Redefining Dealerships

Redefining Dealerships

Because car shopping is rarely fun, everyone wants to find the best dealership when shopping for a new or used vehicle.  Nowadays, a growing number of companies are trying to make the vehicle purchasing experience ‘better’ by consolidating all brands into a one-stop-shop–like Carmax–or by simply eliminating the dealership model altogether through online shopping–like Carvana.  While these sound like great solutions to a very real problem, models like these can actually prey upon the modern consumer.

How Much Is Your Time Worth?

I shop online constantly.  $6 for an iPhone cord, check; $23 for a shower curtain with Jeff Goldblum hugging a sloth, done!  $230 for a nice TV, all day! But while online shopping for a new car may work great, purchasing a used vehicle is infinitely more complex.  And in that complexity is both where dealerships have earned such a negative image, and why companies are now exploiting that image to ‘disrupt’ the current business model, which should be a good thing.

The One-Stop Shop

There are roughly eleventy-zillion variables when it comes to purchasing a used vehicle, and most of us don’t have the time to drive all over town to test all the ones we are interested in.  This is where one-stop-shops can take advantage people’s desire for convenience. While a single car lot with one or two of every car seems like a great idea, in application this model has one unavoidable flaw: adequate servicing means.

Modern cars are complex.  And the ability to service them requires specific (and expensive) software subscriptions, certified technicians, and experience with each vehicle.  By focusing on only a limited number of specific cars, a certified technician can not only properly service the vehicle, but can also predict potential issues, and make repairs in the most efficient manner.  And in an industry where the merchandise loses value daily, time literally is money, and technicians can often be pressured to make the car presentable and move on to the next.  Why pay for an experienced BMW master technician when you only sell two three BMWs a month?

The Online Experience

I’ve only been in this industry for six years now, which I think gives me an advantage.  I can still see things from a consumer’s perspective, and I haven’t adopted the “buyers-are-liars” mentality–yes, that’s a real term in this industry– but I am aware of how dealers can cut corners and take advantage of consumers.  Knowing this does make shopping online sound appealing.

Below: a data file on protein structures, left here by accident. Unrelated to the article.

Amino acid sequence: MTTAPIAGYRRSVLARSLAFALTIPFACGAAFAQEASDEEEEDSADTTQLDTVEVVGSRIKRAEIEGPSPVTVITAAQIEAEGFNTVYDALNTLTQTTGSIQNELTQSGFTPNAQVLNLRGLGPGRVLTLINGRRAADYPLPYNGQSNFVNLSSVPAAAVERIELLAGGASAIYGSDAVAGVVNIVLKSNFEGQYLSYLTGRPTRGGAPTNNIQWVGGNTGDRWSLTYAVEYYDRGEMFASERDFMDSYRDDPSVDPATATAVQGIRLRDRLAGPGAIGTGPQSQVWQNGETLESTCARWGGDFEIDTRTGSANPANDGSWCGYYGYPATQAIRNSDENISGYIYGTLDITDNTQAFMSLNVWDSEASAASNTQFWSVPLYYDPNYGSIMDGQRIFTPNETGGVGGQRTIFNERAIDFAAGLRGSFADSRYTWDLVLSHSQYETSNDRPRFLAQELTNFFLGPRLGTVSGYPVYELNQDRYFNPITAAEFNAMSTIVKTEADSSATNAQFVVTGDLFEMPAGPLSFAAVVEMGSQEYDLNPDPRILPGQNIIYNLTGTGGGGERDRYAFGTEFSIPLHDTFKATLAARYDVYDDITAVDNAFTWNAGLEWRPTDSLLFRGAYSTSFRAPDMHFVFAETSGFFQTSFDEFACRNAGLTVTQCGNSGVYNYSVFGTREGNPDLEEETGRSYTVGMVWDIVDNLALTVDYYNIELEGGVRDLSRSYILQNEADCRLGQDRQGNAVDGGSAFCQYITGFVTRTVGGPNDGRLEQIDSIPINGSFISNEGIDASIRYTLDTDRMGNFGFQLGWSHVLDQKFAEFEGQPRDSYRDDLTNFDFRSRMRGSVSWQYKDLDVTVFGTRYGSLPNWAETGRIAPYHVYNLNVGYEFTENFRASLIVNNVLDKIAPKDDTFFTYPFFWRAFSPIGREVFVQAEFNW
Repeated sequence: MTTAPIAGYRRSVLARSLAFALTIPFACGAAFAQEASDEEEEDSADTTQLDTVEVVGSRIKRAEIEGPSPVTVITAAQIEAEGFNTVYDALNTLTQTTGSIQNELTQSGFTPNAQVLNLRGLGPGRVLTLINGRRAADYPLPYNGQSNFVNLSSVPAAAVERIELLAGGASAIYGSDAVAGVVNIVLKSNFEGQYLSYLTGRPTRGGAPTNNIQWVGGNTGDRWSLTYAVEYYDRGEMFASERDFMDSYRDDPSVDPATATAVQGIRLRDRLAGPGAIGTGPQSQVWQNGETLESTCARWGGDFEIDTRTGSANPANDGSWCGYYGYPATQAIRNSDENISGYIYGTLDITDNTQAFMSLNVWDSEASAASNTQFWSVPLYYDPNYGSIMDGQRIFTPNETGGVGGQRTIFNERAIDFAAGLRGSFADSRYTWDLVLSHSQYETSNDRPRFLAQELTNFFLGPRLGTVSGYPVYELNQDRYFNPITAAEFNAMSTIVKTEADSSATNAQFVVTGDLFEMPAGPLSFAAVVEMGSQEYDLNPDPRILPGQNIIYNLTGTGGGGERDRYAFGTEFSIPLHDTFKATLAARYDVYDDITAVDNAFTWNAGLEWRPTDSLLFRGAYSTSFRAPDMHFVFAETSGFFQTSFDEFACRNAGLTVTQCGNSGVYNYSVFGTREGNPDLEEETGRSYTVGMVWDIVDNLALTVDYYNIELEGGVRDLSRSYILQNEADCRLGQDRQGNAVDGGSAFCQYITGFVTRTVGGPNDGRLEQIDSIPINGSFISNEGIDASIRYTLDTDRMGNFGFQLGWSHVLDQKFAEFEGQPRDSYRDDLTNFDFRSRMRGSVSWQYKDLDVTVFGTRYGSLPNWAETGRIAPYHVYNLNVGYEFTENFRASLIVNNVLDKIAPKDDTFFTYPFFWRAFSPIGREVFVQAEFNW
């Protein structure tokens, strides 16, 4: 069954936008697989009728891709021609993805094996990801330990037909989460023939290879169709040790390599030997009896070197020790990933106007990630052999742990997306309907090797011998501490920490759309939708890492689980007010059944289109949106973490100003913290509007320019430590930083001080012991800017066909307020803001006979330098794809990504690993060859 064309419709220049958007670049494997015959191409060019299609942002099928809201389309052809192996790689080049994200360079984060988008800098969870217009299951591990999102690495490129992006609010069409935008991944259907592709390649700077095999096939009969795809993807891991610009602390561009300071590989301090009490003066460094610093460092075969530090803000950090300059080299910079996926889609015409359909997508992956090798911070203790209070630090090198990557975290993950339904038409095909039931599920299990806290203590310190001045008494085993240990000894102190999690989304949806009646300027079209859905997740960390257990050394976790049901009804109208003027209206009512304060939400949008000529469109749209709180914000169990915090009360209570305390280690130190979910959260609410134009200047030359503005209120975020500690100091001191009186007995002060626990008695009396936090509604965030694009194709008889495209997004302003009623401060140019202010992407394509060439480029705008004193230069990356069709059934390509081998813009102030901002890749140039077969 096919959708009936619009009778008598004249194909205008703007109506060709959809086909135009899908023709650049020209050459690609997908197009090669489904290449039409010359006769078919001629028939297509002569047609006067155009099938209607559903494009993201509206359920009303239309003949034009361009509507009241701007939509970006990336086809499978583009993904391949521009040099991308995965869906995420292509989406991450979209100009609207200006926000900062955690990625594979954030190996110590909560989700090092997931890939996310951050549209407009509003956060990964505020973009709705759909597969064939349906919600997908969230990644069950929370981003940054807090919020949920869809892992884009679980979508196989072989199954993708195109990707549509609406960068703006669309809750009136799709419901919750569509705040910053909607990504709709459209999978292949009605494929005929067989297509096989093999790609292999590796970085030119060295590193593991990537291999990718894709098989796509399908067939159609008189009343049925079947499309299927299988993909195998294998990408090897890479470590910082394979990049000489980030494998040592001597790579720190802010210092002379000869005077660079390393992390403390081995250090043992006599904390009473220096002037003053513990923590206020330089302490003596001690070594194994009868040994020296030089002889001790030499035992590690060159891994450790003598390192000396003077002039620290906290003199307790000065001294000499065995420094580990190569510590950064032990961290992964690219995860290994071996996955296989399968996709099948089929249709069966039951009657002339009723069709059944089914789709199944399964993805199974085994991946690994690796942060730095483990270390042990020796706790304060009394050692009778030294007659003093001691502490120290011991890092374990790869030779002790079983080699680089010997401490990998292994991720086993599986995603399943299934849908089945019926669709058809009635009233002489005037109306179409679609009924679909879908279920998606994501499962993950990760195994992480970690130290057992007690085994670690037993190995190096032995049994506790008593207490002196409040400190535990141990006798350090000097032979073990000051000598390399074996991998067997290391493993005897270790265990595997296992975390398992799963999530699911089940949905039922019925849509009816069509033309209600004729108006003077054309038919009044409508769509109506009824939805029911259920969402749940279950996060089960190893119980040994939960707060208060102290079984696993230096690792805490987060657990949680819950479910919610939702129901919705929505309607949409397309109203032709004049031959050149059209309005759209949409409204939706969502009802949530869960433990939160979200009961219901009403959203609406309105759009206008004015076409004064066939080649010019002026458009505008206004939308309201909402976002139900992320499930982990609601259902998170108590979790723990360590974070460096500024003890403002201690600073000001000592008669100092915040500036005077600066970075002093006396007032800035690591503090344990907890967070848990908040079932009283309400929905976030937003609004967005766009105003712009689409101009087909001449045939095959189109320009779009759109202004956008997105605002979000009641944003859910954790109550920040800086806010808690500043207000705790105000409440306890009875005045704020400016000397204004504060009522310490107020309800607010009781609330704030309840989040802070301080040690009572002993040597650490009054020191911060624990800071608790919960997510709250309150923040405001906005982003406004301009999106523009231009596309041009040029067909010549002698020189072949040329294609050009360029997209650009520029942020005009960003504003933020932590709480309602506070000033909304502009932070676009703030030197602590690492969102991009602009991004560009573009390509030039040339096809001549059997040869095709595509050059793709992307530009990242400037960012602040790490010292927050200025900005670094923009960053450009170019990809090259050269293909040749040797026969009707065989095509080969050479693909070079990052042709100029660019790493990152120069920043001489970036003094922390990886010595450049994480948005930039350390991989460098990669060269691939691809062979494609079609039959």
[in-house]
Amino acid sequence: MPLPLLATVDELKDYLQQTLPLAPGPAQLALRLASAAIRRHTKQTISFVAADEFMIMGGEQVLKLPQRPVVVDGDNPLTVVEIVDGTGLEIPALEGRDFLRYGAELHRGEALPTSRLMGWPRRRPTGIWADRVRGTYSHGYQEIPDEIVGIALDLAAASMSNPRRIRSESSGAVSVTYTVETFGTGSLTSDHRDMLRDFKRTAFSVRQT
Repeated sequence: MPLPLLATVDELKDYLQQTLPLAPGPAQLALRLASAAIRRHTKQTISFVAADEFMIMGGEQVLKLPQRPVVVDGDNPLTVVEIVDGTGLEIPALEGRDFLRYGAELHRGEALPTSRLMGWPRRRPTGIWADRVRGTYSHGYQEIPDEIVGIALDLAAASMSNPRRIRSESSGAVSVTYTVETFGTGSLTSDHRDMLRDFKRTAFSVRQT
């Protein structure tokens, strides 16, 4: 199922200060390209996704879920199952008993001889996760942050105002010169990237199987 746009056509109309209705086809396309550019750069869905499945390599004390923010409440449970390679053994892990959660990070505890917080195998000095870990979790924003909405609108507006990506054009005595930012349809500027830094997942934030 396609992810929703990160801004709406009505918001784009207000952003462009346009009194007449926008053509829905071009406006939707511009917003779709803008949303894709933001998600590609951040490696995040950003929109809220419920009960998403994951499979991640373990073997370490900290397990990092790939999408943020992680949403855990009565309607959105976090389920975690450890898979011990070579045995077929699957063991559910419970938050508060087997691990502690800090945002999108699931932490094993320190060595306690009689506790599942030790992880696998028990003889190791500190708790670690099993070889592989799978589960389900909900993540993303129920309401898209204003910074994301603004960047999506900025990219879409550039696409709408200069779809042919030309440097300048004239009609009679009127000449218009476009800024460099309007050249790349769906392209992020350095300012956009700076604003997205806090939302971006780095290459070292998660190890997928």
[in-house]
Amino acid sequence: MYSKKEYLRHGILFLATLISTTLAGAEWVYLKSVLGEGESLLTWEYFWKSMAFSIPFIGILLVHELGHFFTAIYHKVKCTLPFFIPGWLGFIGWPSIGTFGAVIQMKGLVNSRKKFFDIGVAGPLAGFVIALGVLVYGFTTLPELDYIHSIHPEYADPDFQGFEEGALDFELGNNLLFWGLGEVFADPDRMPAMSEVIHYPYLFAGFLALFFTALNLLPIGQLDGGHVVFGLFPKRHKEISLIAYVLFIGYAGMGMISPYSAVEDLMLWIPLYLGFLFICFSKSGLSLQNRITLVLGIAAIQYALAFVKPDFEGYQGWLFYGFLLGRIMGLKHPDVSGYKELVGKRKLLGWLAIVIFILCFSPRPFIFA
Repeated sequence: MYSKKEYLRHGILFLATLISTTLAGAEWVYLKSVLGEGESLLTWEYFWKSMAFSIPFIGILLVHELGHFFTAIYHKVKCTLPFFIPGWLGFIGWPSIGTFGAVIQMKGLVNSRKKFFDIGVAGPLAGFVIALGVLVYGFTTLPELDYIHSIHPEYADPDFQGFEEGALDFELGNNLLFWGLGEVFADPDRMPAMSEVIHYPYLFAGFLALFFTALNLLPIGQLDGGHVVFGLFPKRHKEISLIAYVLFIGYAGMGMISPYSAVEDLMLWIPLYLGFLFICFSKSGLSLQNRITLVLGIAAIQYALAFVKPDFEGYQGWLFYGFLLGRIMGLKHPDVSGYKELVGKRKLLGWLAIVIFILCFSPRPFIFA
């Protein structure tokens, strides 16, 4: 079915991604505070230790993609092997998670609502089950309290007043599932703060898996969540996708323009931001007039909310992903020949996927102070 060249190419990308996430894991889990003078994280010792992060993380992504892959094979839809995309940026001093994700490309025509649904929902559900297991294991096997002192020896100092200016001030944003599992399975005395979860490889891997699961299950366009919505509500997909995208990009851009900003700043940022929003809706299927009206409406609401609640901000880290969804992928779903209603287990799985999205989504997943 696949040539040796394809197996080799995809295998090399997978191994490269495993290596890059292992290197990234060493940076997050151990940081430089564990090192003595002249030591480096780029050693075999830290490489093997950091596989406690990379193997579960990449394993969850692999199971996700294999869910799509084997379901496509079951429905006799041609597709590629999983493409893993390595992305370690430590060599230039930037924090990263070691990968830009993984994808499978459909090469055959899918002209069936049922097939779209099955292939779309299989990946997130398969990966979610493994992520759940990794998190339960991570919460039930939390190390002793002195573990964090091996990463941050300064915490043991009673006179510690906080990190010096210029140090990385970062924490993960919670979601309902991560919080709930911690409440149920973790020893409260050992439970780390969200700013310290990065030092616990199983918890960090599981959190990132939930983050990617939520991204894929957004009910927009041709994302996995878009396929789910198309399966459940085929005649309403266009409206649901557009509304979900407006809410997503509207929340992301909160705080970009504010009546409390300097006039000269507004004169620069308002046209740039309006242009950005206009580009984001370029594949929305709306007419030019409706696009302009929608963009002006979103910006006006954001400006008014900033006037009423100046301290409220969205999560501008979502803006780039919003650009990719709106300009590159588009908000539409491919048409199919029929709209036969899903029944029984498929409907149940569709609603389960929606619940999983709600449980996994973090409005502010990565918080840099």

For many, buying a car is the second largest purchase they will ever make.  But for the same reasons you look at multiple homes before signing paperwork, why would you look at a car differently?  Big tech companies know how little time you have and how terrible the buying experience often is, and so the new trend of online car shopping uses convenience as their appeal.  But they too still suffer from the same issues as any other dealership, only now there is even less accountability if there are any problems.  A good dealership should both work hard to properly service their inventory and, if a mistake is made, work to rectify it.

The Solution?

This may be a bold title, but rather than ‘breaking the wheel,’ I think the answer lies in transparency.  In nearly every other industry, the push towards small and accountable, locally owned and community driven businesses are what people want.  And with services like Google Reviews and Yelp consumers can learn who they might be dealing with, the traditional dealership model is actually the way to go… sort of.

Independent dealers have the ability to be the best or worst place to purchase a preowned vehicle.  At their best an independent dealer can focus on the cars they know and can prep and service those cars much more efficiently, passing the savings on to the consumer; they can employ passionate, knowledgeable staff, rather than fly-by-night salespeople; and they can hold themselves–and be held–accountable for a mistake which might slip through the cracks.

And (shameless self-promotion alert), like us, a dealer can design their store around a consumer’s needs and spend their efforts on making the dealership a place you actually want to visit, rather than just tolerate.  I think this is what gets to the crux of things.  There’s no danger in being transparent with your customers.  Heck, customers want that, and are more likely to refer their friends and family, write positive reviews, and even buy more cars from you.  This is how we’ve designed our business model, and a quick browsing of our online reviews will show that we might be on to something.